December 2015: “To help our whānau to have dreams and goals, to watch them as they put a plan in place and achieve those goals, it’s inspiring”, says Ms Watt, a mum to four and nanny to seven.
Over the years, Ms Watt has seen how important working as a team is, not just for physical health but for overall well-being. Ms Watt and her partner, Maurice, have been deeply involved in sport and have taken on both coaching and management roles. As a result, she has seen firsthand the benefit of working together, being on the same page and sharing similar goals and aspirations.
“Health and wellbeing play a huge role in our lives, we’ve passed the love of sport on to our whānau and love seeing when they achieve. It’s showed me that the Tuakana Teina model works perfectly within the Whānau Ora space.”
Laurie and Maurice are most proud of their children and mokopuna. Growing up they were active in a mix of school and sports. Touch and netball being their passions. Laurie’s eldest son, a qualified builder, has been a NZ Touch Black player for the last 11 years, while her youngest son, a personal trainer, also represents New Zealand as a Touch Black and has done so for the past 5 years. Laurie’s eldest daughter was also a high achiever in netball and touch, however an injury saw the need to choose a new direction, she went on to receive a diploma in Business Management majoring in Human Resources. Their youngest daughter plays netball and touch and is a current member of the BOP U15 Mixed representative team.
Seeing potential in our rangatahi led to my sons and their dad forming a team to help develop, mentor and encourage our young people to strive for the stars. The fact that they are leading by example and supporting others to reach their dreams is what we always wanted for them.”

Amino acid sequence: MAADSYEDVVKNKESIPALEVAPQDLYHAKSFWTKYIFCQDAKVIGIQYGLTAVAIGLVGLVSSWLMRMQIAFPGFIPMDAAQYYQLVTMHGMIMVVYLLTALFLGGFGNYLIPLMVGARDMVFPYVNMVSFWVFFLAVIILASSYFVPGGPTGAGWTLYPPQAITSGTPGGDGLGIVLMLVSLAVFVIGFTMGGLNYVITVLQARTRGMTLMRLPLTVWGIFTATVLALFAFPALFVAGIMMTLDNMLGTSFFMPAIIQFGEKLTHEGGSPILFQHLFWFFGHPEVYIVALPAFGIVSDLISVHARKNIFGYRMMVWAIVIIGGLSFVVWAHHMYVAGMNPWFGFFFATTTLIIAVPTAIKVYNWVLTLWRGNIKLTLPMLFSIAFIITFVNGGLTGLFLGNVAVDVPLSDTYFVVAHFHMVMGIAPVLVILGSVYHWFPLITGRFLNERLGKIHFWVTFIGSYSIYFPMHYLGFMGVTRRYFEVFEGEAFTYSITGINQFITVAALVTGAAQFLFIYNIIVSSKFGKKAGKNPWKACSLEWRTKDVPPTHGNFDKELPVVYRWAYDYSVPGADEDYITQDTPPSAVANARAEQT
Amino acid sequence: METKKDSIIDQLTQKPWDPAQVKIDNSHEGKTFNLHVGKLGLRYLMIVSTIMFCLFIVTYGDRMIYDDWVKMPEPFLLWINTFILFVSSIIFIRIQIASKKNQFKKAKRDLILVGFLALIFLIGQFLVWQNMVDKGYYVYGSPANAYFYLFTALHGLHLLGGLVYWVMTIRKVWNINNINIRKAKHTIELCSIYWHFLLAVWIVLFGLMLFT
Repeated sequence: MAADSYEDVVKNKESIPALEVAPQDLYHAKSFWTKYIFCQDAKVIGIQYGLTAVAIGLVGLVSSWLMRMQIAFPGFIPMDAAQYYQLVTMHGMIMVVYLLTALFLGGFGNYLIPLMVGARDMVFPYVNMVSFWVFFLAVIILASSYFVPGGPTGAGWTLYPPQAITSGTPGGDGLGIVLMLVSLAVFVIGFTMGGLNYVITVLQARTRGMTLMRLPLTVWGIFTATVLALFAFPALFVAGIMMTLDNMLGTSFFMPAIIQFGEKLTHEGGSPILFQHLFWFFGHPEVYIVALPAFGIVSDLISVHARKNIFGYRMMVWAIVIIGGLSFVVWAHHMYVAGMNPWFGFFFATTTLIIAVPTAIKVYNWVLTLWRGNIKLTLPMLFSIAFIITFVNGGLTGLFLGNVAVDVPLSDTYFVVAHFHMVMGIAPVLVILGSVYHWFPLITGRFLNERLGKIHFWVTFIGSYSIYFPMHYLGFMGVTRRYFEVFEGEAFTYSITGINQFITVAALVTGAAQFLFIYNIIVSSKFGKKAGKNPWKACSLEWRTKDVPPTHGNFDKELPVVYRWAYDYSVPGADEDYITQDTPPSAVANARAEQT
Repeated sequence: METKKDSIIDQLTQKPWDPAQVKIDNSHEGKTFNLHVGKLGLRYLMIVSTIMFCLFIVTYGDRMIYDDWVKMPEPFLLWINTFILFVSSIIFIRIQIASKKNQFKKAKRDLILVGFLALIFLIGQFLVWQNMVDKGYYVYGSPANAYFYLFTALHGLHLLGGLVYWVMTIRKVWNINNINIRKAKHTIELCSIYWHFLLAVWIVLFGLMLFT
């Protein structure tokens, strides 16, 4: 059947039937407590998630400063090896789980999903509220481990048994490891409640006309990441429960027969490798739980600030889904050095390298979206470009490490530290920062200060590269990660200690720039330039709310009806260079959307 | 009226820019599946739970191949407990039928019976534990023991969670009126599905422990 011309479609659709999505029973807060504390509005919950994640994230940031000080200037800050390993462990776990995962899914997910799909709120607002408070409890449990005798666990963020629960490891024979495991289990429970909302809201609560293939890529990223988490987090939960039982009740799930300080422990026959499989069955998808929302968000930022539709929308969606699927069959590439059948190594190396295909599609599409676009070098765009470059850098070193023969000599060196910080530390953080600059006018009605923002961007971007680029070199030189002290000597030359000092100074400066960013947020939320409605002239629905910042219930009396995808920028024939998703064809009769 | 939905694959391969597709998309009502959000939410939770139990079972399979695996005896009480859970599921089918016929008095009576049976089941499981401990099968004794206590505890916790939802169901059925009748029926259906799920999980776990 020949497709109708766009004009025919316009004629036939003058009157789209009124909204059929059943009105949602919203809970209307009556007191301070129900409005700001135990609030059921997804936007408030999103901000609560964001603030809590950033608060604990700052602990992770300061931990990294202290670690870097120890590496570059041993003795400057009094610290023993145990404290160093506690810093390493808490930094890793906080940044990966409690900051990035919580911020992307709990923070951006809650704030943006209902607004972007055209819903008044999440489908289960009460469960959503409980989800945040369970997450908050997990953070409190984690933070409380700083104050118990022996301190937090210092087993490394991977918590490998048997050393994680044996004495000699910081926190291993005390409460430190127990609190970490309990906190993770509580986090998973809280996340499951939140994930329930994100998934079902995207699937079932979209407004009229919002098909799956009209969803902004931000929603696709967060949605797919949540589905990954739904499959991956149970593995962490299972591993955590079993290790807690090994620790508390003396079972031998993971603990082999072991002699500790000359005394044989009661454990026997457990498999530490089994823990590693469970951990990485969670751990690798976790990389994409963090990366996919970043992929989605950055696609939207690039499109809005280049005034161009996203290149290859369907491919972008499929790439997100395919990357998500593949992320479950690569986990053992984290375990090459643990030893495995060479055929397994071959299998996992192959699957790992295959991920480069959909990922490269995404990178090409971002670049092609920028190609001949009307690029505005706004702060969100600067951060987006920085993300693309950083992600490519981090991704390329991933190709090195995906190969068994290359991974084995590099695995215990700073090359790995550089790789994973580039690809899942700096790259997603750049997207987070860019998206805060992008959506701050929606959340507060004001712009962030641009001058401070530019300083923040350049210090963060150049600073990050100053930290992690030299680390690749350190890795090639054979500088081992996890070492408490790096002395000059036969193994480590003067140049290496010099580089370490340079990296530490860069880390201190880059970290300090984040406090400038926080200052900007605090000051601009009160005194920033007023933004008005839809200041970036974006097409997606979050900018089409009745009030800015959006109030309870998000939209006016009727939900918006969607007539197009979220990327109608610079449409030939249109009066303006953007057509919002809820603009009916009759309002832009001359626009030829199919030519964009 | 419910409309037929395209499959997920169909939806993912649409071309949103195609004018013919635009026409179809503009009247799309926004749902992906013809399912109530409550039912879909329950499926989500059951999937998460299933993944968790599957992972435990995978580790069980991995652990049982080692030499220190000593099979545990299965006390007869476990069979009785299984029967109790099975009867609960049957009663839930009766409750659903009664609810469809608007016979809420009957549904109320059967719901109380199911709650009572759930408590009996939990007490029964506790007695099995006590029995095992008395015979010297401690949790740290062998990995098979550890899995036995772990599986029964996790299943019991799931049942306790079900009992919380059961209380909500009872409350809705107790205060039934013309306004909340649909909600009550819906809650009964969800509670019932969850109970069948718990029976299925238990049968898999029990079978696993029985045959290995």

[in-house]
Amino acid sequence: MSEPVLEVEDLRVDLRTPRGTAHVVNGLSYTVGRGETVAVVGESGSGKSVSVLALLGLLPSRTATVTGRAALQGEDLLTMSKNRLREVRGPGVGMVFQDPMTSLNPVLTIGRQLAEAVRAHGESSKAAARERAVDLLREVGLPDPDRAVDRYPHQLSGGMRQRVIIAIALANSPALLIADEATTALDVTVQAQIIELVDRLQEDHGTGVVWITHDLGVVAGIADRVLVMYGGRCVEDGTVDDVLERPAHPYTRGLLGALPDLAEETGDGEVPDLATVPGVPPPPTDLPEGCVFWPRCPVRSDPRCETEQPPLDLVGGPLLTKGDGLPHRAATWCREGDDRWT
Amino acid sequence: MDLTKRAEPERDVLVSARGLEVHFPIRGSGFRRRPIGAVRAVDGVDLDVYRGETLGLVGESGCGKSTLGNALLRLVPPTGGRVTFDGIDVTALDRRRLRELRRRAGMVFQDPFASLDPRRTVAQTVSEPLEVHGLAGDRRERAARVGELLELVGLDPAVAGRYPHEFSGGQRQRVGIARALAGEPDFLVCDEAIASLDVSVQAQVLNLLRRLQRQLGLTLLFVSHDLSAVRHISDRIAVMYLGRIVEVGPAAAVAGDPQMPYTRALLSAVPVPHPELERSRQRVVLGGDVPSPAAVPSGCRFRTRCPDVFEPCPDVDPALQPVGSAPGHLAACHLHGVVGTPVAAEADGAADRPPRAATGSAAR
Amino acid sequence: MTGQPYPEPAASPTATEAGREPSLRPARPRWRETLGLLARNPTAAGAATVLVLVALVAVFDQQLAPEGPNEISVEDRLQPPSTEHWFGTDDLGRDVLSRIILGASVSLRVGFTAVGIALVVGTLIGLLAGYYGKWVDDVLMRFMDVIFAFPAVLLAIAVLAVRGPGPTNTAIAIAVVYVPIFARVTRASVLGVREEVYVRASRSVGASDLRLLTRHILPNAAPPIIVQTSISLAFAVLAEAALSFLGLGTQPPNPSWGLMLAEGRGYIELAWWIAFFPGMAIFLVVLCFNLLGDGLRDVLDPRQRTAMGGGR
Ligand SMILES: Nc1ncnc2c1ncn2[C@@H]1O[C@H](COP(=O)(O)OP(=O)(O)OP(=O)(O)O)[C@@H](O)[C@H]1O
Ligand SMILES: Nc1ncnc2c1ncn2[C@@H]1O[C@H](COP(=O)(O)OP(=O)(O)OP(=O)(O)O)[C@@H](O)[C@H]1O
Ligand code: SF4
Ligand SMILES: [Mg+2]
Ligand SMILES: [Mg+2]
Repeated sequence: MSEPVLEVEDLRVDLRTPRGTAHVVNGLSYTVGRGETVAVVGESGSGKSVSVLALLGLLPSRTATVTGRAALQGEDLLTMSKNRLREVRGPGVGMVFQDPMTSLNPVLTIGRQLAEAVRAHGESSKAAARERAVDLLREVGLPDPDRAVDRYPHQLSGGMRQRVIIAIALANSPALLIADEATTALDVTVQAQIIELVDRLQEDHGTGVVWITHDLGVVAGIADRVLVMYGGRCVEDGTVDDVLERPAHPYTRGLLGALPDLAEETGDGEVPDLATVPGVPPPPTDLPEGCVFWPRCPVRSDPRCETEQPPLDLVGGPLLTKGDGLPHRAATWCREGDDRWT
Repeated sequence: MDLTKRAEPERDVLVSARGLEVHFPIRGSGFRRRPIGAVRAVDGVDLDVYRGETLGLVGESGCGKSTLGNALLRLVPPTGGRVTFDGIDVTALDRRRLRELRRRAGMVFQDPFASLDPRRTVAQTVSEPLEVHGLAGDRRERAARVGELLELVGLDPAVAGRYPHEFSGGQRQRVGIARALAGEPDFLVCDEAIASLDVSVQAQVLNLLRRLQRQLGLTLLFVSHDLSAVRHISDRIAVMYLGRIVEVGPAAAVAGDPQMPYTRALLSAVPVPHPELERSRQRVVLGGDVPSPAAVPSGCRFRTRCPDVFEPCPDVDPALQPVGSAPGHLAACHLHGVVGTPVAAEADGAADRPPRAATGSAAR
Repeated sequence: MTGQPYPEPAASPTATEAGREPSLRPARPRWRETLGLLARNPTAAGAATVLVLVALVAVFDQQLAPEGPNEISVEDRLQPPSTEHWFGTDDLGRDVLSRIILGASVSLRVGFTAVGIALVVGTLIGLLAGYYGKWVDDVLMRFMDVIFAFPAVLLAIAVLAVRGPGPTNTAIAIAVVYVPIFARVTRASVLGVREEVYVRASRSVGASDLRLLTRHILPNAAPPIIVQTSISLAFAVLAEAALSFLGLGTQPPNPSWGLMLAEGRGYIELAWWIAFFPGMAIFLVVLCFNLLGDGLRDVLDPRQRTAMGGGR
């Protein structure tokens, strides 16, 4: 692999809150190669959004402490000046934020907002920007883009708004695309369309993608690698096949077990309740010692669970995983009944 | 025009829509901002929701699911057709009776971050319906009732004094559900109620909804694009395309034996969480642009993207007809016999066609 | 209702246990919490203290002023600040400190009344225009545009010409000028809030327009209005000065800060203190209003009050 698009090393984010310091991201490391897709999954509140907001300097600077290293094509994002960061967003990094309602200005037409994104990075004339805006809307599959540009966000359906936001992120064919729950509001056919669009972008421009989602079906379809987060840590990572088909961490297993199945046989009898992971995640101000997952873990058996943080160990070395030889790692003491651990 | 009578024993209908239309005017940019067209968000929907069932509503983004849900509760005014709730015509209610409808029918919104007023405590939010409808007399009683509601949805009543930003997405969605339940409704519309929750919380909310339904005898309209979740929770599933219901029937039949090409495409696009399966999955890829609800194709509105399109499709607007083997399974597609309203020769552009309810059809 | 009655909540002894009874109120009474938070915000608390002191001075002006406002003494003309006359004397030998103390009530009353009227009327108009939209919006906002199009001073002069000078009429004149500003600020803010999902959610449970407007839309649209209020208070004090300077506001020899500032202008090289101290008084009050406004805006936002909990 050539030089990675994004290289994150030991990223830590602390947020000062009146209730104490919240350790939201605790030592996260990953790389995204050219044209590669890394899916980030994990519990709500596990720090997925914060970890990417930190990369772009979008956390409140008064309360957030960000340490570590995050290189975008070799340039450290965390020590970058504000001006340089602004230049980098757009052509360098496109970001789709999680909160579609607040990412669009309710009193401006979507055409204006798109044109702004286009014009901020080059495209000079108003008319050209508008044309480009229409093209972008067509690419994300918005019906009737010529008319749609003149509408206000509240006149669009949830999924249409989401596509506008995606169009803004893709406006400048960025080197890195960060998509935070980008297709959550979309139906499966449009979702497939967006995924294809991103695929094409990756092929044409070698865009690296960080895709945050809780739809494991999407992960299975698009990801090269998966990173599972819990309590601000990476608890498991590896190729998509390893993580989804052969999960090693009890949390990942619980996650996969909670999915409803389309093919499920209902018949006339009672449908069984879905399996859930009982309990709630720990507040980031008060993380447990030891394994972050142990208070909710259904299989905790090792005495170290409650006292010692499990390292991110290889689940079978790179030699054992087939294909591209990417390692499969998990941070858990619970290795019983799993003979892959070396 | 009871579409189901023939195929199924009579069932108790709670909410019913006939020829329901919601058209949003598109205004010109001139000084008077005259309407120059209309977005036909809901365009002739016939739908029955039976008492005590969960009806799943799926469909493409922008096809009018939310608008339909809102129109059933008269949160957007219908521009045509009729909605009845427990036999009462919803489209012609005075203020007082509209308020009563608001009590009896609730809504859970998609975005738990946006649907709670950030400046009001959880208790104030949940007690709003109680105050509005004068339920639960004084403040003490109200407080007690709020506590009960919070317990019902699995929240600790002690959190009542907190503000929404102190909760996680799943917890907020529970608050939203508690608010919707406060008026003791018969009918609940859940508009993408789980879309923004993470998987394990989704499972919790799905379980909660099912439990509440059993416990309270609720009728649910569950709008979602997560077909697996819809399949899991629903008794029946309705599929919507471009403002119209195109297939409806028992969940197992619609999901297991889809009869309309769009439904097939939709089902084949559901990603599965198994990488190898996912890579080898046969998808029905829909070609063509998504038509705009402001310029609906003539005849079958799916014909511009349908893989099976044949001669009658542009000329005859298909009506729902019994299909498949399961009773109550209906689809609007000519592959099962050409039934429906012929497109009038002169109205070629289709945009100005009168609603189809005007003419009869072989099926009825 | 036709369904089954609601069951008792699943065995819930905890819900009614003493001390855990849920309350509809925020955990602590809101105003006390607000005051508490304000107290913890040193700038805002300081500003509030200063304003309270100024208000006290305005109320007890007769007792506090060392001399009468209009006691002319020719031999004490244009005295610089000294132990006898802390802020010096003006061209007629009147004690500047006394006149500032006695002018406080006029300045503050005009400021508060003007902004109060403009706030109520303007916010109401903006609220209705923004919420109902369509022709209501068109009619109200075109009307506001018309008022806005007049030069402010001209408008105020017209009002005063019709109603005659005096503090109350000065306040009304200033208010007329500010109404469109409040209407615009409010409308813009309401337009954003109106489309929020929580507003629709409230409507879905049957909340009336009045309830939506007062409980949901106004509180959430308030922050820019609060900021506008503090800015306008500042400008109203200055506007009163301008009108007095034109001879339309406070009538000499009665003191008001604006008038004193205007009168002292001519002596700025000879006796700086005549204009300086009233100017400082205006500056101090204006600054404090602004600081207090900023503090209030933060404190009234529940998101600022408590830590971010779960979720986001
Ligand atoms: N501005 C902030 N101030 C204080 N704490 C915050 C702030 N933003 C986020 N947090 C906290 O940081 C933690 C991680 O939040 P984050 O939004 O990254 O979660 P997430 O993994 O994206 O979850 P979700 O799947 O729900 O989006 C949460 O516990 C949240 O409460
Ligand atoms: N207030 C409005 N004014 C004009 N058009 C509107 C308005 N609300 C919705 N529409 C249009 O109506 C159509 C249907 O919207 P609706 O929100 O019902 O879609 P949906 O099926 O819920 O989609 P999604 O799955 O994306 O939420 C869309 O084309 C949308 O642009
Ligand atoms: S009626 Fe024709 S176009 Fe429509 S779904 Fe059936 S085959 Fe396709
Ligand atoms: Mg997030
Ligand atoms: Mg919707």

“To me these are all wonderful examples of Whānau Ora, supporting, encouraging, giving belief to others of their potential and helping them to achieve to the highest.”
But for Laurie, it’s not just enough to support whānau, the right kind of support is critical. Laurie believes that whānau deserve respect and that given the chance they know what is right for them and have the skills needed to become strong and resilient.
“It’s important for me, to make sure that our whānau are not only heard but importantly helped by the right people, people who believe in them.”
This Rotorua local has a colourful background which is rich in both education and work experiences. She has worked as a real estate agent, has been a postie and helped her partner as a courier driver.
“It was when I became an office administrator that I began to find a new path”, says Ms Watt, “From there I moved on to positions as a funding officer, health promoter, special projects and event managed the Te Arawa Rangatahi Achievers and Sports Awards.
To better understand the health sector in which Ms Watt found herself, she also completed a certificate and diploma in Hauora Māori and most recently received a Certificate of Achievement in Child Protection Studies Programme.
“To see the look of hope on their faces, the smiles of appreciation, the belief that they can achieve whatever goals they set themselves… priceless.”
About Korowai Aroha
Korowai Aroha is one of seven Māori providers that form the Te Arawa Whānau Ora Collective.